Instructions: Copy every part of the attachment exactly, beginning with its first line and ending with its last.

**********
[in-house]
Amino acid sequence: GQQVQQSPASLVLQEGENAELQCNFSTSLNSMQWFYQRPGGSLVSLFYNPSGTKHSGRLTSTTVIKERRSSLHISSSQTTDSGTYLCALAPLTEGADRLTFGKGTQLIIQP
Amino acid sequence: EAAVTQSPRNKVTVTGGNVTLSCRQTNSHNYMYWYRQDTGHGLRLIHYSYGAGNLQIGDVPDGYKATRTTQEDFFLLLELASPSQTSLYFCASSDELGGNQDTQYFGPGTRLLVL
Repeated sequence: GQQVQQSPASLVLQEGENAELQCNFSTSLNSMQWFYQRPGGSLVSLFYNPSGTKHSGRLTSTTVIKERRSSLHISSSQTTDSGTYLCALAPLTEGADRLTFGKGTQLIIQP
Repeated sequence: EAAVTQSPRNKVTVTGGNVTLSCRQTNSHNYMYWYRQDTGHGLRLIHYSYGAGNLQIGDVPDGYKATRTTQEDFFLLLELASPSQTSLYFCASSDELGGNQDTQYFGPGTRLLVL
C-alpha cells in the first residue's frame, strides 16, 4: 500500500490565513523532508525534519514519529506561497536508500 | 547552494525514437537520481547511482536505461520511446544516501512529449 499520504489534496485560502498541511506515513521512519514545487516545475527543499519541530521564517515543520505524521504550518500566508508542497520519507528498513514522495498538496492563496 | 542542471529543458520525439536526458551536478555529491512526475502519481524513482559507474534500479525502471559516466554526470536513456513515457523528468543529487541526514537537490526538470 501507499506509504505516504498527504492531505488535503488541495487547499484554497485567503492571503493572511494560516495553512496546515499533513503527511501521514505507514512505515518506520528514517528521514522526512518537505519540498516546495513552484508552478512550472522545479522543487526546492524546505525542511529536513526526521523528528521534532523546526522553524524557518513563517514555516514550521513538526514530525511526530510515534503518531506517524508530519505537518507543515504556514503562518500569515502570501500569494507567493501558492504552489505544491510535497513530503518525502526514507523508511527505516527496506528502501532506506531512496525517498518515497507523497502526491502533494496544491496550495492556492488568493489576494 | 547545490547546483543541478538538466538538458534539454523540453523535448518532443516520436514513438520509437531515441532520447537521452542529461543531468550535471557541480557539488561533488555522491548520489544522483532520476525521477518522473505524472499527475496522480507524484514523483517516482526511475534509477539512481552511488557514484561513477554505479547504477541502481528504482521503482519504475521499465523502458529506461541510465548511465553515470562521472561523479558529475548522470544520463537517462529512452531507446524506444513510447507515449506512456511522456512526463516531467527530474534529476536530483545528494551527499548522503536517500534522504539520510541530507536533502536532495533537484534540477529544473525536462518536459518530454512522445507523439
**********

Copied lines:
[in-house]
Amino acid sequence: GQQVQQSPASLVLQEGENAELQCNFSTSLNSMQWFYQRPGGSLVSLFYNPSGTKHSGRLTSTTVIKERRSSLHISSSQTTDSGTYLCALAPLTEGADRLTFGKGTQLIIQP
Amino acid sequence: EAAVTQSPRNKVTVTGGNVTLSCRQTNSHNYMYWYRQDTGHGLRLIHYSYGAGNLQIGDVPDGYKATRTTQEDFFLLLELASPSQTSLYFCASSDELGGNQDTQYFGPGTRLLVL
Repeated sequence: GQQVQQSPASLVLQEGENAELQCNFSTSLNSMQWFYQRPGGSLVSLFYNPSGTKHSGRLTSTTVIKERRSSLHISSSQTTDSGTYLCALAPLTEGADRLTFGKGTQLIIQP
Repeated sequence: EAAVTQSPRNKVTVTGGNVTLSCRQTNSHNYMYWYRQDTGHGLRLIHYSYGAGNLQIGDVPDGYKATRTTQEDFFLLLELASPSQTSLYFCASSDELGGNQDTQYFGPGTRLLVL
C-alpha cells in the first residue's frame, strides 16, 4: 500500500490565513523532508525534519514519529506561497536508500 | 547552494525514437537520481547511482536505461520511446544516501512529449 499520504489534496485560502498541511506515513521512519514545487516545475527543499519541530521564517515543520505524521504550518500566508508542497520519507528498513514522495498538496492563496 | 542542471529543458520525439536526458551536478555529491512526475502519481524513482559507474534500479525502471559516466554526470536513456513515457523528468543529487541526514537537490526538470 501507499506509504505516504498527504492531505488535503488541495487547499484554497485567503492571503493572511494560516495553512496546515499533513503527511501521514505507514512505515518506520528514517528521514522526512518537505519540498516546495513552484508552478512550472522545479522543487526546492524546505525542511529536513526526521523528528521534532523546526522553524524557518513563517514555516514550521513538526514530525511526530510515534503518531506517524508530519505537518507543515504556514503562518500569515502570501500569494507567493501558492504552489505544491510535497513530503518525502526514507523508511527505516527496506528502501532506506531512496525517498518515497507523497502526491502533494496544491496550495492556492488568493489576494 | 547545490547546483543541478538538466538538458534539454523540453523535448518532443516520436514513438520509437531515441532520447537521452542529461543531468550535471557541480557539488561533488555522491548520489544522483532520476525521477518522473505524472499527475496522480507524484514523483517516482526511475534509477539512481552511488557514484561513477554505479547504477541502481528504482521503482519504475521499465523502458529506461541510465548511465553515470562521472561523479558529475548522470544520463537517462529512452531507446524506444513510447507515449506512456511522456512526463516531467527530474534529476536530483545528494551527499548522503536517500534522504539520510541530507536533502536532495533537484534540477529544473525536462518536459518530454512522445507523439